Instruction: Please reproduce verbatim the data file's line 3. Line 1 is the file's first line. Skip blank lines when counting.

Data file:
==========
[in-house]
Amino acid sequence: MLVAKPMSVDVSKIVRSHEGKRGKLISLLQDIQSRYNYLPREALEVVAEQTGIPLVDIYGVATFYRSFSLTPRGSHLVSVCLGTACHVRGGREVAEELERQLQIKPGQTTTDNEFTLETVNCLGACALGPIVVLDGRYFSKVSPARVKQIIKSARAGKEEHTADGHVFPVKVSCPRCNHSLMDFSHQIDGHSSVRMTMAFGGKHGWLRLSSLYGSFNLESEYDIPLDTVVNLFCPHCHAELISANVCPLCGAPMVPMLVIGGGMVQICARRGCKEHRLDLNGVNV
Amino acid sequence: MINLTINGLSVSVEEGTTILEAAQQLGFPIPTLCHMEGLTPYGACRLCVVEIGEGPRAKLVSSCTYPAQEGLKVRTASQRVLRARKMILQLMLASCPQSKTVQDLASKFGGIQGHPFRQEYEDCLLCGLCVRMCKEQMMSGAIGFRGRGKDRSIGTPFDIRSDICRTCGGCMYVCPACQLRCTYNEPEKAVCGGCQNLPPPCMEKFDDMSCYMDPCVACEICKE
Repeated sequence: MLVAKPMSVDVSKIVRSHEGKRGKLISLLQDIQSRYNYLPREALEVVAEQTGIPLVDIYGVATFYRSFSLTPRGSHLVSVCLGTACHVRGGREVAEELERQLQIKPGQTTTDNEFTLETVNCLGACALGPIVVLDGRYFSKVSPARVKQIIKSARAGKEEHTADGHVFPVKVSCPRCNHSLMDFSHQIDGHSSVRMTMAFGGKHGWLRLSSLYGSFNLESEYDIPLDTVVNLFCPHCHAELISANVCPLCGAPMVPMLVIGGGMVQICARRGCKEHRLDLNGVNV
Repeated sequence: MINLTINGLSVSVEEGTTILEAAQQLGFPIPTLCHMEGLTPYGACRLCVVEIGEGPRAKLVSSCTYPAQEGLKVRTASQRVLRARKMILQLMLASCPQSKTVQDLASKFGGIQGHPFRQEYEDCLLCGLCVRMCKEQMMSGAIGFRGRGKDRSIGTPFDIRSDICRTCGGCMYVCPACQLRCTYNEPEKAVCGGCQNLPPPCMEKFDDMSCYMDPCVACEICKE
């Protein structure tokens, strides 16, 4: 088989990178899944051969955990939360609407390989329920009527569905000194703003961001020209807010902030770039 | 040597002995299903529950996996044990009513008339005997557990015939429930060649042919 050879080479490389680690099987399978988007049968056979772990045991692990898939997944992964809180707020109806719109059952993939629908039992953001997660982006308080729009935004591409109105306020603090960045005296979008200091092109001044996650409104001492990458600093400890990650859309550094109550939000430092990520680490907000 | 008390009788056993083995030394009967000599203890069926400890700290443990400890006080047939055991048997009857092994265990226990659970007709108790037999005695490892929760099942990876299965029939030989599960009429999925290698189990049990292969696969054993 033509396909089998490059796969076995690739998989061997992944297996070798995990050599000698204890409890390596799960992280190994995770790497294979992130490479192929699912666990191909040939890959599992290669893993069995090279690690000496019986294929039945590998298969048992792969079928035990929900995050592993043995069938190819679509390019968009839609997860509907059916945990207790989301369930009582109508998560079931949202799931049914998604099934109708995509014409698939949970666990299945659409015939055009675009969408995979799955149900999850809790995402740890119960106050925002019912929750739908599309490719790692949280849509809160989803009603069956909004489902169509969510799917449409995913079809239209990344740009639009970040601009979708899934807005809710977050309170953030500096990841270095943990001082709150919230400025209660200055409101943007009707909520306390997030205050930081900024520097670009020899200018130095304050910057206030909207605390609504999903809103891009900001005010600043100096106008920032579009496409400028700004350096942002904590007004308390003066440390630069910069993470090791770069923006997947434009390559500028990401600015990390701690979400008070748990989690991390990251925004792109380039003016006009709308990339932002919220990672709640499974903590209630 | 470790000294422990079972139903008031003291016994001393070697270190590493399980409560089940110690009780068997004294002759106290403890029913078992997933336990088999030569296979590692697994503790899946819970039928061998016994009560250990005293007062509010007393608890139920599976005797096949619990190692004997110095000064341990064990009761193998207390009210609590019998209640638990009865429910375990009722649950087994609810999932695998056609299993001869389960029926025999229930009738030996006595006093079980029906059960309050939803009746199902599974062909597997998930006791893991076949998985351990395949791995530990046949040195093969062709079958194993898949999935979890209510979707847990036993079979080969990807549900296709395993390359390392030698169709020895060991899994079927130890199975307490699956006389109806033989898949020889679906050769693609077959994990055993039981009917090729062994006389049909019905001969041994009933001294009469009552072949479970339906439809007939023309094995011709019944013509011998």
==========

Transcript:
Amino acid sequence: MINLTINGLSVSVEEGTTILEAAQQLGFPIPTLCHMEGLTPYGACRLCVVEIGEGPRAKLVSSCTYPAQEGLKVRTASQRVLRARKMILQLMLASCPQSKTVQDLASKFGGIQGHPFRQEYEDCLLCGLCVRMCKEQMMSGAIGFRGRGKDRSIGTPFDIRSDICRTCGGCMYVCPACQLRCTYNEPEKAVCGGCQNLPPPCMEKFDDMSCYMDPCVACEICKE